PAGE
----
Two months after the U.S. Supreme ruling that allowed same-sex married couples to receive federal benefits, the U.S. Department of the Treasury and the Internal Revenue Service ruled on Aug. 29 that same-sex couples who are legally married will be treated as married for federal tax purposes, regardless of whether the couple lives in a jurisdiction that does not recognize same-sex marriage.
Ellyn Ruthstrom, president of the Bisexual Resource Center in Boston, said this legislation is significant progress for marriage equality that will bring benefits to same-sex couples across the country, especially those in Massachusetts who want to move to another state that does not recognize same-sex marriages.
“The patchwork of marriage equality across the country is farming the mobility of same sex couples within the country … having federal tax equality will help those couples in being able to cross state lines and run equal lives,” she said.
The ruling implements federal tax aspects of the June 26 Supreme Court decision invalidating a key provision of the 1996 Defense of Marriage Act. The IRS ruling includes all federal tax provisions where marriage is a factor, according to an Aug. 29 press release.
“Under the ruling, same sex couples will be treated as married for all federal tax purposes, including income and gift estate taxes,” the release stated. “The ruling applies to all federal tax provisions … including filing status, claiming personal and dependency exemptions, taking the standard deduction, employee benefits, contributing to an IRA, and claiming the earned income tax credit or child tax credit.”
Carly Burton, deputy director for MassEquality, said same-sex marriage recognition in the eyes of the federal government changes scenarios for couples must move to a different state.
“It is particularly good for same sex couples married living in a state where marriage isn’t recognized because they are married in the eye of the federal law,” she said. “…A couple married in Massachusetts who moves to Florida will still be married under the eyes of the federal government.”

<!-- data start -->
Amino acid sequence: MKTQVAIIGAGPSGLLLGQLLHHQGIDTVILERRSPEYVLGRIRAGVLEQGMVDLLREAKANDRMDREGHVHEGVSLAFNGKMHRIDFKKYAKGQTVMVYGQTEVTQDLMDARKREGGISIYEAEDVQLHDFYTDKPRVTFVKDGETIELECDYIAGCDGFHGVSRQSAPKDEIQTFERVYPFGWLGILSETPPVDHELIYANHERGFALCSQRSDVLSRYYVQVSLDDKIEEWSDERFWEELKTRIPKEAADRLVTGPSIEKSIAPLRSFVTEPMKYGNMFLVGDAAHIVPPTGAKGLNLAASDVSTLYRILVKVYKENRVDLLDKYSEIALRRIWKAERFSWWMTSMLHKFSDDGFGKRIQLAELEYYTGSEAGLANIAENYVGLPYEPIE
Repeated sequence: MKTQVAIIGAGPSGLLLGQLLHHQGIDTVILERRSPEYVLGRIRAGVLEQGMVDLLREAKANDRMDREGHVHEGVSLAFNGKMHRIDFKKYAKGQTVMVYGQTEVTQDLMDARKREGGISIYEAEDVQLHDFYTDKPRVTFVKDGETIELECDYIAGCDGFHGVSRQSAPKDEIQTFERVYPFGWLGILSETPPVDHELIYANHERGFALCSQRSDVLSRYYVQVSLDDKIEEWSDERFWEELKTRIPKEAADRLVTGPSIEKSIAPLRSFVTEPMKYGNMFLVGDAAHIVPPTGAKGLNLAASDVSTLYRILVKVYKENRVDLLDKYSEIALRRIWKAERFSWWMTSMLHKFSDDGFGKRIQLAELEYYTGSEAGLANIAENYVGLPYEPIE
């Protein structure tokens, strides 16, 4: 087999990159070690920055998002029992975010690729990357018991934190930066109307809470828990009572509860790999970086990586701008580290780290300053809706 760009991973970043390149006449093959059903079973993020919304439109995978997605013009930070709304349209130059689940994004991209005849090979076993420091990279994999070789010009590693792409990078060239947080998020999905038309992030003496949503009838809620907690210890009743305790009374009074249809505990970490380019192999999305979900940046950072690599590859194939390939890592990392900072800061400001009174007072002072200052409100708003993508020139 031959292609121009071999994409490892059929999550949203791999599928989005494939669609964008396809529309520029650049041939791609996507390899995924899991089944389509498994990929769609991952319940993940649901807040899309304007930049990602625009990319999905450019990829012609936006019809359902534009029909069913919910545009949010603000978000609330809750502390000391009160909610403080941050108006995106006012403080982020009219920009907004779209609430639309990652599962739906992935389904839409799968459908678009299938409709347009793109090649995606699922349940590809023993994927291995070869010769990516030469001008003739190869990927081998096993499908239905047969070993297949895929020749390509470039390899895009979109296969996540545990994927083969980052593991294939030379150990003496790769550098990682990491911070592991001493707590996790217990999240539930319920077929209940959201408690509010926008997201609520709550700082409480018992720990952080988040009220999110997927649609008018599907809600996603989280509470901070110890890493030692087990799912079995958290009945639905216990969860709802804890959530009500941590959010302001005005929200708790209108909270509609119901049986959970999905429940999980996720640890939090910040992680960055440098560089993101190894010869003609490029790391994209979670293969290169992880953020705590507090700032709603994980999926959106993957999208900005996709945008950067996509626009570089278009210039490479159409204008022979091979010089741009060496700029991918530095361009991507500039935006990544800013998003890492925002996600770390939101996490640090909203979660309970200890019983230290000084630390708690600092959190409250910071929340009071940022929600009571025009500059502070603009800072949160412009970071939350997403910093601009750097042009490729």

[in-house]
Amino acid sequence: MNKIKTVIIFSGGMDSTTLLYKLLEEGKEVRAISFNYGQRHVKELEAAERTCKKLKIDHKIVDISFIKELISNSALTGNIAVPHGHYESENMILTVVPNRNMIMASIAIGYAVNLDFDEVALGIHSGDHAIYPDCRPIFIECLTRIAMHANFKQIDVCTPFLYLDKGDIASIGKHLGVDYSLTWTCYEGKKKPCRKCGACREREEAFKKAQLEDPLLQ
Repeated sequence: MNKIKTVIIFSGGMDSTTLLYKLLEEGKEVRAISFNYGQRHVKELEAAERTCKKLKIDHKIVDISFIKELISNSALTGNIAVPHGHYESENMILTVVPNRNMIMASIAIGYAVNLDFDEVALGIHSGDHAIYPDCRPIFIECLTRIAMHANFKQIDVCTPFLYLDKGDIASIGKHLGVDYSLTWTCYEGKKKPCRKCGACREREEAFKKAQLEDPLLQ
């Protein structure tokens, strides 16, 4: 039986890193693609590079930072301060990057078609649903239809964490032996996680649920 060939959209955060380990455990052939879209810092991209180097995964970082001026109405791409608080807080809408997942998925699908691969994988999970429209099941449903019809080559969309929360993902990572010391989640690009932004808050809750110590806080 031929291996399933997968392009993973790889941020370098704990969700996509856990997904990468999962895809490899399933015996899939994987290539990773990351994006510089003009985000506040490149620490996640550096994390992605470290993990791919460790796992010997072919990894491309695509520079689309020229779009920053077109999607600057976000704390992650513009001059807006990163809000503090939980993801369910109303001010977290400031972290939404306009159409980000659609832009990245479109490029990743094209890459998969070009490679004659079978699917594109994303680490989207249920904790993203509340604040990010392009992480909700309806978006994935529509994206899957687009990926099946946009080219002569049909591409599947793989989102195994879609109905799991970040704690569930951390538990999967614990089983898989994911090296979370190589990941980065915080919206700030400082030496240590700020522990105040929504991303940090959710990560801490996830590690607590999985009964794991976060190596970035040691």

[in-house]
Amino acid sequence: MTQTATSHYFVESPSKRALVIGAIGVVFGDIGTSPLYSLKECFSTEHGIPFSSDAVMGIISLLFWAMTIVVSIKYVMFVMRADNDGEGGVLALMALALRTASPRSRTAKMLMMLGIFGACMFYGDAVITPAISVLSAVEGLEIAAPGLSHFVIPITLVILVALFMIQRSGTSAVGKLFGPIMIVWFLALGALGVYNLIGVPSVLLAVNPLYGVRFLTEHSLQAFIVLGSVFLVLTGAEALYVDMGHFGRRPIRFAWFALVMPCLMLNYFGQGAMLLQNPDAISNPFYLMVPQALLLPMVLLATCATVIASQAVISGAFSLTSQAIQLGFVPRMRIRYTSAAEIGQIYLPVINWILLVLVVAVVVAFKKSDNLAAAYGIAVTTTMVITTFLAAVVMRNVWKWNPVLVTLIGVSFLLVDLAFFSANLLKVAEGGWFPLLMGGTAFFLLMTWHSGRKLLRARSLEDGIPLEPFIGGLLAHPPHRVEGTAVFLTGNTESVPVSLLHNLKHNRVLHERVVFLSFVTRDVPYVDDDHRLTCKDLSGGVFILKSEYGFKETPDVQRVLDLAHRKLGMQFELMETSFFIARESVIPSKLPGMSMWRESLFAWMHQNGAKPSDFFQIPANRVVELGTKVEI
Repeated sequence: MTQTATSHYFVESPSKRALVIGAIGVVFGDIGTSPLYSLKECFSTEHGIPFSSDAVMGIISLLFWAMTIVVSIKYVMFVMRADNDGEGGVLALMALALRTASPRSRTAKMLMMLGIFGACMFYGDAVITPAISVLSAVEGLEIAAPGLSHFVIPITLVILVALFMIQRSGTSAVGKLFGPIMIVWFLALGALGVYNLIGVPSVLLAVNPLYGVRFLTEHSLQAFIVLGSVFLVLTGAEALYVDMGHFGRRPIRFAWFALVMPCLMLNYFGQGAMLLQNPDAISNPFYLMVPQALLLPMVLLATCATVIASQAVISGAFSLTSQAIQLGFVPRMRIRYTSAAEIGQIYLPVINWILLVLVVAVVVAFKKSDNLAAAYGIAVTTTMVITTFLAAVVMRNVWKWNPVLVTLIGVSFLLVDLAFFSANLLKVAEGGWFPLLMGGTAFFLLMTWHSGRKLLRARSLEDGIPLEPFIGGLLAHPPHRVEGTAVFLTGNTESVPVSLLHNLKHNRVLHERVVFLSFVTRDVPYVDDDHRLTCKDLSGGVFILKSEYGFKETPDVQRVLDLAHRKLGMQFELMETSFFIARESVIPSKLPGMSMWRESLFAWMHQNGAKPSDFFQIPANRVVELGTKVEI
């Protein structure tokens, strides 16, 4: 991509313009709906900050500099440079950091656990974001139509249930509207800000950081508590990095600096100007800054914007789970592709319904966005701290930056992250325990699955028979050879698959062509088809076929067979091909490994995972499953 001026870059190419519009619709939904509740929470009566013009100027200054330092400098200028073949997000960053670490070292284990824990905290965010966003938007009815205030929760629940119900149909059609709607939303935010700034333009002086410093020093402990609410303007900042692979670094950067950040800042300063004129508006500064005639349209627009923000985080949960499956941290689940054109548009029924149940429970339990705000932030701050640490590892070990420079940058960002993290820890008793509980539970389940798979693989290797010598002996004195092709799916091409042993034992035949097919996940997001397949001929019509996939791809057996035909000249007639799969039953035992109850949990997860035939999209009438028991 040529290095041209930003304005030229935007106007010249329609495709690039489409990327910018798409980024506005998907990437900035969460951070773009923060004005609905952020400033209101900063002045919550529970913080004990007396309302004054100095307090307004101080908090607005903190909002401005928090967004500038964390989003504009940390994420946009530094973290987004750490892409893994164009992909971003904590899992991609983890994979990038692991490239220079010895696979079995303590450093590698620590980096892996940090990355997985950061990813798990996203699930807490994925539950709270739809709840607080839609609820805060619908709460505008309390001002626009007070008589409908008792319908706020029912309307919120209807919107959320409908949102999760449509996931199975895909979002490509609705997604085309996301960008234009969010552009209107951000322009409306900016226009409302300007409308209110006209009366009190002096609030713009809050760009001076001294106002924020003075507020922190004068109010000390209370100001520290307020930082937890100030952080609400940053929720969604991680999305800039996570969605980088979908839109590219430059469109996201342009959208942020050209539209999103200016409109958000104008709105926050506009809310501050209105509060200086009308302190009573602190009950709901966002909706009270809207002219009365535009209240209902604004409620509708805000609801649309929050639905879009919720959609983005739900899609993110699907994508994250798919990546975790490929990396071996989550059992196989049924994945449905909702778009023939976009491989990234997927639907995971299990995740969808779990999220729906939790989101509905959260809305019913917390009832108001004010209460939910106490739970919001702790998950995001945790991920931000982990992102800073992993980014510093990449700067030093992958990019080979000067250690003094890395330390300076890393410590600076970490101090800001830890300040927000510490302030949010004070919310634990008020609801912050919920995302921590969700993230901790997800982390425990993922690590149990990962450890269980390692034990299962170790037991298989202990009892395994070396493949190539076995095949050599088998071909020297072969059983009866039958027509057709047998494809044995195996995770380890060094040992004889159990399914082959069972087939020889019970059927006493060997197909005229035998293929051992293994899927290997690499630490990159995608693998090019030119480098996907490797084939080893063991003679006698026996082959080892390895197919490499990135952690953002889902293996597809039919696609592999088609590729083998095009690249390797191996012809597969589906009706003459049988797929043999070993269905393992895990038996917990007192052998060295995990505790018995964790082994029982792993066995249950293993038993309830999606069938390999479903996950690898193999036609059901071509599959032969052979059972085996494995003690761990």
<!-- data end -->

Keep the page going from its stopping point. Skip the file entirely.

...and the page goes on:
U.S. Treasury Secretary Jacob J. Lew said in an Aug. 29 press release that the ruling provides protection that all Americans, no matter their sexual orientations, deserve.
“Today’s ruling provides certainty and clear, coherent tax filing guidance for all legally married same-sex couples nationwide,” he said. “This ruling also assured legally married same-sex couples that they can move freely throughout the country knowing that their deferral filing status will not change.”
Family Equality Council Executive Director Gabriel Blau said in an Aug. 29 press release that the ruling is a step toward equality.
“This is a significant win for the millions of our families who work hard, pay taxes and deserve to be recognized by the federal government,” he said. “Once again the [U.S. President Barack] Obama Administration has demonstrated that they value the lives and contributions of the 3 million LGBT parents in the U.S. raising 6 million children, and will no longer financially penalize them for who they are.”
Ruthstrom said she already knew people who would be impacted by the change.
“I already know people this will affect,” she said. “Someone from the bi[sexual] community just moved out of state to Pennsylvania, and she and her wife will be covered. It’s a wonderful development for the LGBT community.”
Despite the strides taken, Ruthtrom said there is still progress to be made.
“On marriage equality, I do think that there will continue to be states that will broaden their marriage laws, which is great, but I do think it will be state by state for a while,” she said. “Within a larger issue of LGBT rights, I think that passing an inclusive ENDA [Employment Non-Discrimination Act] is definitely high on the list [of priorities].”